Emergent Epistemologies Panel Rapporteur Report
Genomics and Justice Session 4: EMERGENT EPISTEMOLOGIES
05/18/07: 3:15-4:15 pm
Rapporteur Report prepared by Maria Puig de la Bellacasa (UCSC Center for Cultural Studies)
Jenny Reardon, Professor of Sociology, UCSC
Astrid Schrader, Graduate Student, History of Consciousness, UCSC
Karen Barad, Professor, Feminist Studies, History of Consciousness, and Philosophy, UCSC
Astrid Schrader articulated her thoughts on the possibilities of justice in genomics within the affirmation of the openness of the future. She started with some observations on the meanings of “emergence” as processes and events that make a material qualitative difference, but whose meanings have not yet settled: “the point of emergence is that we don’t know yet where it’s going.” In that sense, Schrader proposed to distinguish “uncertainty”—a perception that knowledge is still unachieved, but subjected to the calculation of achievement probabilities—and “indeterminacy”—a constant openness. In scientific practices, indeterminacy is a consequence of the contributions of the “objects of study” to the research process and the research results, a “participation” that cannot be reduced to “inclusion” in already preformed categories. “The identification of both subject and object are at stake in the research process and don’t preexist the action.” Research outcomes are indeterminate as soon as discrepant histories of objects-in-the-making are acknowledged. This is thus not an epistemological question of uncertain knowledges about preformed objects, but an ontological issue of bringing into existence “new” entities whose “original identities” remain indeterminate.
To think about what is “new” in genomics is complex, as it is difficult to hold on to the present stakes of genomics. Genomics is both a science of the future (e.g., because of the uncertainty of its success in producing therapeutic tools) and a science about the future (e.g., the future of probable diseases becoming an object of study). The novelty of genomics is often articulated around its promises and dangers: promises of “health for everyone” and of “diminishing health disparities”, dangers of “stigmatising minority groups”. Reference to the future at the individual level relates, for instance, to pre-symptomatic interventions—producing a profile that foretells “genetic susceptibility” (Brenner). At the level of genomic research and of collective questions, “the future becomes a contested object” (as when categories of “race” are to be shaped, taken into account, and/or discarded through the research). This is an important issue for the use of “group identities” in genetics. For instance, in the context of toxicogenomics and research on subpopulation variation in genetic susceptibilities of environmental exposure, will “race” be associated with a past of “stable genes” that reproduce racism or will it refer to a “history of racism” that allows the acknowledgement of historical racism? Different technologies and approaches will produce different questions, a different “real”: “microarray technology for so-called “body burden testing” might shift the focus from “inherent genes susceptible to particular toxins to genetic changes due to exposure. Some approaches may result “in regulating people and minority groups,” others “may result in regulating polluting industries.”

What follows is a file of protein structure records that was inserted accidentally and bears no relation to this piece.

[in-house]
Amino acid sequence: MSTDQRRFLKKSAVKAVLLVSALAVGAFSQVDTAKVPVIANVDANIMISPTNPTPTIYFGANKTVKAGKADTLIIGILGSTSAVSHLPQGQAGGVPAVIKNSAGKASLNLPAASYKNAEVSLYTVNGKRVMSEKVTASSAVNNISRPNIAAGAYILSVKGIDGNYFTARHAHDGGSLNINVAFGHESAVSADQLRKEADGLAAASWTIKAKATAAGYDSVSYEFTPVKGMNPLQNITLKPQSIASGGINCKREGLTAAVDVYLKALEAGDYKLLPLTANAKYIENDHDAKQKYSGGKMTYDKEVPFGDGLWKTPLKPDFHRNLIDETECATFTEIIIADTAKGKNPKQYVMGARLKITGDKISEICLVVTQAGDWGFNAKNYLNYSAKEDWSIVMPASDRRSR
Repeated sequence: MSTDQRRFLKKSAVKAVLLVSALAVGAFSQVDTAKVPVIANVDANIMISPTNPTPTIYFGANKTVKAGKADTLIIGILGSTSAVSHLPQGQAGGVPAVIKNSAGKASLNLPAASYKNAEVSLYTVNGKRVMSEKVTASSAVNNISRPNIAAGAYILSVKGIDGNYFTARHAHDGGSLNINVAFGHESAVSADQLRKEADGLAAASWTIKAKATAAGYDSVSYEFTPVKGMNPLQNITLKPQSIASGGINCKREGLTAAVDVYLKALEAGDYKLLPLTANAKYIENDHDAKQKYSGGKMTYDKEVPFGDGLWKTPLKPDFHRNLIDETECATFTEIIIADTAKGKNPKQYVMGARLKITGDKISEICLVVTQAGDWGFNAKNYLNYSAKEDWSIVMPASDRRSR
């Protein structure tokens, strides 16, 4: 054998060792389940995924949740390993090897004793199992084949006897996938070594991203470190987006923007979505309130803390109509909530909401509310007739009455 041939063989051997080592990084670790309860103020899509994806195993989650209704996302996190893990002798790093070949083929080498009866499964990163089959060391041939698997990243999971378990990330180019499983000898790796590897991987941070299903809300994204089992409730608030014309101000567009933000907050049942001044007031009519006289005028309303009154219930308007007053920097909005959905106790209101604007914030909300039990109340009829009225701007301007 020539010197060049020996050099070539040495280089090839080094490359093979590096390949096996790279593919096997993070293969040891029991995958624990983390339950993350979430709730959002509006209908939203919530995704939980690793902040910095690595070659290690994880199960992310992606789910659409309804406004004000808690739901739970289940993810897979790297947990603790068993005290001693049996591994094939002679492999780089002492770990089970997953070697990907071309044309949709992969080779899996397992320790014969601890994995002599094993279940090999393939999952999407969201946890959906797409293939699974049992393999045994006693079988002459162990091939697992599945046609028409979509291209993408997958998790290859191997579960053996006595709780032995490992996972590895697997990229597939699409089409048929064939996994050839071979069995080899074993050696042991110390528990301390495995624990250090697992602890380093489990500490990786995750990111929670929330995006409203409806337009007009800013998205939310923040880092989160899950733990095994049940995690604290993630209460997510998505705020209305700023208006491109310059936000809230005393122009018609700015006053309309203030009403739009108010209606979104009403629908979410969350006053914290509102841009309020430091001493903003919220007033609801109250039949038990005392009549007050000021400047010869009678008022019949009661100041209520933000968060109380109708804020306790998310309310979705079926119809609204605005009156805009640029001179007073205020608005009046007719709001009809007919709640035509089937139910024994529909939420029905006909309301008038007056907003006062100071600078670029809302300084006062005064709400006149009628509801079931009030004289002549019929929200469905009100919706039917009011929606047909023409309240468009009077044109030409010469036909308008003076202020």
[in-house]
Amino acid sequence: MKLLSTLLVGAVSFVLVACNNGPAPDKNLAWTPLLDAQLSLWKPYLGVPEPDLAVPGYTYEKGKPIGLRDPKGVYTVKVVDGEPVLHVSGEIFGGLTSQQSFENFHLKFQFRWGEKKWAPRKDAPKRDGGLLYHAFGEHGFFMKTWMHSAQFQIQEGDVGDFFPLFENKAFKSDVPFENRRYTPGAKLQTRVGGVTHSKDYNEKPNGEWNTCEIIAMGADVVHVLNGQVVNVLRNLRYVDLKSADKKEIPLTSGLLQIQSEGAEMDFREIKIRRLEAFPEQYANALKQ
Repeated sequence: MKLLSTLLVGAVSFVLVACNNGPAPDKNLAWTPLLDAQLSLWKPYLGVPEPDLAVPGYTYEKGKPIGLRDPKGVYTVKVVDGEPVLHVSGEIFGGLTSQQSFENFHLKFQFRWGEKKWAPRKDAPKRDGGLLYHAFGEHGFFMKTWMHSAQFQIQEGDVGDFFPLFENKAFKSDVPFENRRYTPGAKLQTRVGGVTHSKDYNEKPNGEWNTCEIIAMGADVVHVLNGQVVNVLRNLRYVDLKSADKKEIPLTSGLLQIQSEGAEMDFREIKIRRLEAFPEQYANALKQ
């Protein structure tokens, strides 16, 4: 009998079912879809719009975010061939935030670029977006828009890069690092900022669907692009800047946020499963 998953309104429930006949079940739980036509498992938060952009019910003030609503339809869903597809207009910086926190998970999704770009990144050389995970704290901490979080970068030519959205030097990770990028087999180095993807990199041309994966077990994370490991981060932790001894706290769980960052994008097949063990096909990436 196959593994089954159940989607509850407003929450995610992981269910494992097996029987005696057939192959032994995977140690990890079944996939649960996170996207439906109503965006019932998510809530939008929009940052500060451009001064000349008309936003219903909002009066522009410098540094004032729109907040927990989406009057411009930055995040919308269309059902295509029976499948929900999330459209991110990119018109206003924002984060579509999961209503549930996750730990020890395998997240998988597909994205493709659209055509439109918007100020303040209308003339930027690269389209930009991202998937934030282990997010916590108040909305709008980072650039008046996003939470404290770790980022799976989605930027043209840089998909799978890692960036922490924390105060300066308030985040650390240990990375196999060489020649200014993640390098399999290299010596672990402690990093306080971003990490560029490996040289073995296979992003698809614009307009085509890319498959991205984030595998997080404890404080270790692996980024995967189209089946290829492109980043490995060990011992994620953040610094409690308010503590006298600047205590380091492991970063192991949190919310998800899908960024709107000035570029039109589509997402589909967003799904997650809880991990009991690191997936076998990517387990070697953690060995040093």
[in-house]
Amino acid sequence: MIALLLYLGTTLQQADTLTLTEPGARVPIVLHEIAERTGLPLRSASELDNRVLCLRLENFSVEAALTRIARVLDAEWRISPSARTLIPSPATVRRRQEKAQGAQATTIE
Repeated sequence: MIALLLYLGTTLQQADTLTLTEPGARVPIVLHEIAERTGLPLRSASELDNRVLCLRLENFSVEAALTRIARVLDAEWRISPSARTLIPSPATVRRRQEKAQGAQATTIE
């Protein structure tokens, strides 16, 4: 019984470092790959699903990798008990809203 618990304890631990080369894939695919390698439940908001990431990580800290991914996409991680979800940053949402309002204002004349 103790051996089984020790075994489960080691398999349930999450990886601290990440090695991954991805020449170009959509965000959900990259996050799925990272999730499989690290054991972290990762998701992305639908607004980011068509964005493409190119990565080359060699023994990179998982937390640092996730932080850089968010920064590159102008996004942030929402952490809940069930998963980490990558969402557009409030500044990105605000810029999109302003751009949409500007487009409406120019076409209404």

Which would be a just decision in these contexts? Relying on Derrida, Schrader affirms that the possibility and the very meaning of justice must remain open and indeterminate. Justice cannot be modelled only by “following the rules”—injunctions from the past that would guarantee what will be just. Justice “requires making judgments, to act here and now, in spite of and because there are no calculations and prescriptions for action available when justice is our motivation.” The promise of a future exceeds and surprises. The point is not to speculate “on the probability of one future against another” or whether to “generate normative prescriptions about particular futures,” but to inquire about possibilities for justice here and now.
Karen Barad incorporates her work on the ontologies and epistemologies of physics, as well as insights of feminist, postcolonial, and queer theories to propose a notion of “experimental ethics” as “an open ended practice of attending to how values and ethics are constituted in the laboratory along with facts, knowledge and stuff.” Laboratory practices produce processes that shape “how matter comes to matter,” and in that sense “objectivity is actually a matter of responsibility and accountability for what comes to matter.”
For Barad, to sustain responsibility and accountability in scientific practices requires challenging a pervasive “individual metaphysics” and proposing a “relational ontology”. That is, it requires challenging the tendency to conceive of epistemology (processes of knowledge), ontology (nature of being), and ethics (the nature of values) as separate categories. For instance, we assume that science gives us an accurate representation of objects as we assume that democracy gives us an accurate representation of subjects. Objects are supposed to have determinate properties that are revealed by scientific method and subjects have properties such as agency, rights, etc. Individual metaphysics also lead us to assume that bodies are individual. However, referring to Maile Taualii’s talk, Barad suggests that there are ways in which the body is distributed across community and generations.